The FBL’s origins are unclear. While some analysts believe the group was founded by a radical leftist faction of the Fatherland for All Party (PPT), the PPT has denied any links to the guerrillas. Others believe that it emerged from the Communist Party of Venezuela (PCV) in the late 1980s.
The FBL first gained prominence in Venezuela in 1992, when it claimed responsibility for several attacks on public officials who were widely perceived as corrupt. The most high-profile of these was the September 1992 assassination attempt against the president of the Venezuelan Confederation of Workers (CTV), Antonio Rios. However, they were not directly involved in Chavez’s failed coup attempt against the government of Carlos Andres Perez that same year.
Ater fading from the limelight during the 1990s, the FBL re-emerged after Chavez was elected in 1999. In 2002, the group distributed flyers declaring support for the president, causing some to suspect that the group was revived with the help of the Chavez administration. Both the guerrillas and government officials denied this, however, and Chavez himself publicly condemned the FBL’s activities as contrary to his “Bolivarian revolution.”
According to the Venezuelan military, the FBL is led by an individual known as Jeronimo Paz, and a five-member commanding body headed by aliases “Zacarias,” “Macaebo,” “Ernesto Guevara,” “Julian” and “Carlos Chileno.” Little is known about any of these individuals.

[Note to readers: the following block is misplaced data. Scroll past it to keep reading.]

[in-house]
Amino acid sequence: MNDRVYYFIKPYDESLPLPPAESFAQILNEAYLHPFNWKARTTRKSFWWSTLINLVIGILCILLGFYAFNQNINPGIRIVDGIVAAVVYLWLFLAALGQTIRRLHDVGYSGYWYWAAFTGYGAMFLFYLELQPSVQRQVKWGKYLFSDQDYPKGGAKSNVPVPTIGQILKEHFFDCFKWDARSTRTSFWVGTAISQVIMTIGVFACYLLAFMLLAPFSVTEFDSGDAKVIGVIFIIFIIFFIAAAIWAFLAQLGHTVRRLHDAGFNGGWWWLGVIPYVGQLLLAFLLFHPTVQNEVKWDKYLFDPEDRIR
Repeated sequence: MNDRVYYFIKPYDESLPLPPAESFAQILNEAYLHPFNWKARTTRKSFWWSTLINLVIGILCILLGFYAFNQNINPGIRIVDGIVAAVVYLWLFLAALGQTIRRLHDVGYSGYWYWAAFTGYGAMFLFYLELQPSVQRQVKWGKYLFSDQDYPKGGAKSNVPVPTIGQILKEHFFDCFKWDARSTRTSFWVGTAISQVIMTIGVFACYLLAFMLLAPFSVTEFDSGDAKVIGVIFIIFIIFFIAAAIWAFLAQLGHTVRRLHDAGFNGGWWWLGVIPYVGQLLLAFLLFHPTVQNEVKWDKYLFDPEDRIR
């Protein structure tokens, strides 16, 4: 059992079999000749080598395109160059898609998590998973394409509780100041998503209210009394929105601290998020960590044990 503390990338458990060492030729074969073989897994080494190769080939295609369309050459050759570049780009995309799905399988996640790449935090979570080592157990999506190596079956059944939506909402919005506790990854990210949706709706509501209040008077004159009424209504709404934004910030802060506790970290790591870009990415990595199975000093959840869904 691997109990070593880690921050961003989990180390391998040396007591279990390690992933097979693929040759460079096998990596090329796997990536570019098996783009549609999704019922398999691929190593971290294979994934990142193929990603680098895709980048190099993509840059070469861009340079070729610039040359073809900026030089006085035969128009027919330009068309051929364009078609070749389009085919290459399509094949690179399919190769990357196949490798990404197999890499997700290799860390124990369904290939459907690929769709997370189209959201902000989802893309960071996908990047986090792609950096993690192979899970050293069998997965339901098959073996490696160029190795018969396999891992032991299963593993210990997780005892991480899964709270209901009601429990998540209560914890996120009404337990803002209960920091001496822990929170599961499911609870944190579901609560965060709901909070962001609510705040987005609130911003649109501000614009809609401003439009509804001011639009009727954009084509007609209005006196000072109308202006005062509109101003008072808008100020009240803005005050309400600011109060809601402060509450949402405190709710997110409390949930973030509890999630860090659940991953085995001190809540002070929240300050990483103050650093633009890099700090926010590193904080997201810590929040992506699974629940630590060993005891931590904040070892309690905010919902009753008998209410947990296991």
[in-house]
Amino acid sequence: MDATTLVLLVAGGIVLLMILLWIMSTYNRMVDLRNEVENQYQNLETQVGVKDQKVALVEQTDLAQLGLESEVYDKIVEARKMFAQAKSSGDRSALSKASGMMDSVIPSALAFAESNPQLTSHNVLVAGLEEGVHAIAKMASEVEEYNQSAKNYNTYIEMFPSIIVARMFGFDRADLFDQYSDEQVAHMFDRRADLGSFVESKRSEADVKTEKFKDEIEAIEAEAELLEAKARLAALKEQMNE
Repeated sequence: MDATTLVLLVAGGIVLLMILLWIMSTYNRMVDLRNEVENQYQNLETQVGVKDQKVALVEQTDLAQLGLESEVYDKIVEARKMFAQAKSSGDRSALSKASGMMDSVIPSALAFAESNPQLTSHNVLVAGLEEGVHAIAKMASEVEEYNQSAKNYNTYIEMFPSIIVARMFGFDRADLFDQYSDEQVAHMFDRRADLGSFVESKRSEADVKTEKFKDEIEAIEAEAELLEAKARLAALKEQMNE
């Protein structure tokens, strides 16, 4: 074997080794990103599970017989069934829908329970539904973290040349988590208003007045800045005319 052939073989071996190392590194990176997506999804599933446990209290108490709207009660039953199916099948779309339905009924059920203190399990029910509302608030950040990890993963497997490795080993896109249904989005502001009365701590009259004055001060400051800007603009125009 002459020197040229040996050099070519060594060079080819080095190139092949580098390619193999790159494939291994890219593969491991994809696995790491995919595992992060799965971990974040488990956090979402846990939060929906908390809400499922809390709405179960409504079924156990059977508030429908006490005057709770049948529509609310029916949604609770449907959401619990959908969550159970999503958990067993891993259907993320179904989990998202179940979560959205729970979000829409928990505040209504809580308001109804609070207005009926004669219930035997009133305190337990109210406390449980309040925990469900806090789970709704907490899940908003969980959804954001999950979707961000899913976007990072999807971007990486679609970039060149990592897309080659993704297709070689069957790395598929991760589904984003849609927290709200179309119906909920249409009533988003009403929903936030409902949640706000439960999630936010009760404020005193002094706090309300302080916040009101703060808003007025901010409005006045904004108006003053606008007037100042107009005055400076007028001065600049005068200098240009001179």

The group is believed to have between 1,000 and 4,000 members, and is active mostly in the western border states of Apure, Tachira and Barinas (see map), although it also has a presence in the western states of Zulia, Merida, Portuguesa, Cojedes and Carabobo as well as in the capital city, Caracas. In Apure and Barinas, the FBL uses the densely forested San Camilo and Ticoporo nature reserves as its main hideouts.
The guerrilla group funds itself mainly by kidnapping and extorting local landowners and businesses along the border with Colombia. In 2011, for instance, the FBL reportedly charged a group of oil workers in Apure a “protection fee” of 110,000 bolivars, or about $25,000.
Its financing activities have at times put the FBL in conflict with Colombia's National Liberation Army (ELN), which also operates on the border. It has had close relations with the larger Revolutionary Armed Forces of Colombia (FARC), which has provided the FBL with logistical support and training.
The FBL does not currently pose anything like the same security threat in Venezuela as these Colombian rebel groups do in their country. It is largely pro-government, and although there are rumors of an internal division between those who support the leftist government and those who support more radical social change, it has avoided targeting government officials in recent years. This could change, however, with the post-Chavez transition.
- See profile of the FARC in Venezuela
- See profile of the ELN in Venezuela
- See profile of the BACRIMs in Venezuela
Declassified internal US Department of State memo (pdf) describing FBL’s emergence, November 1992.
El Tiempo, "Ejercito hallo un organigrama de grupos guerrilleros en Apure," March 12, 2012.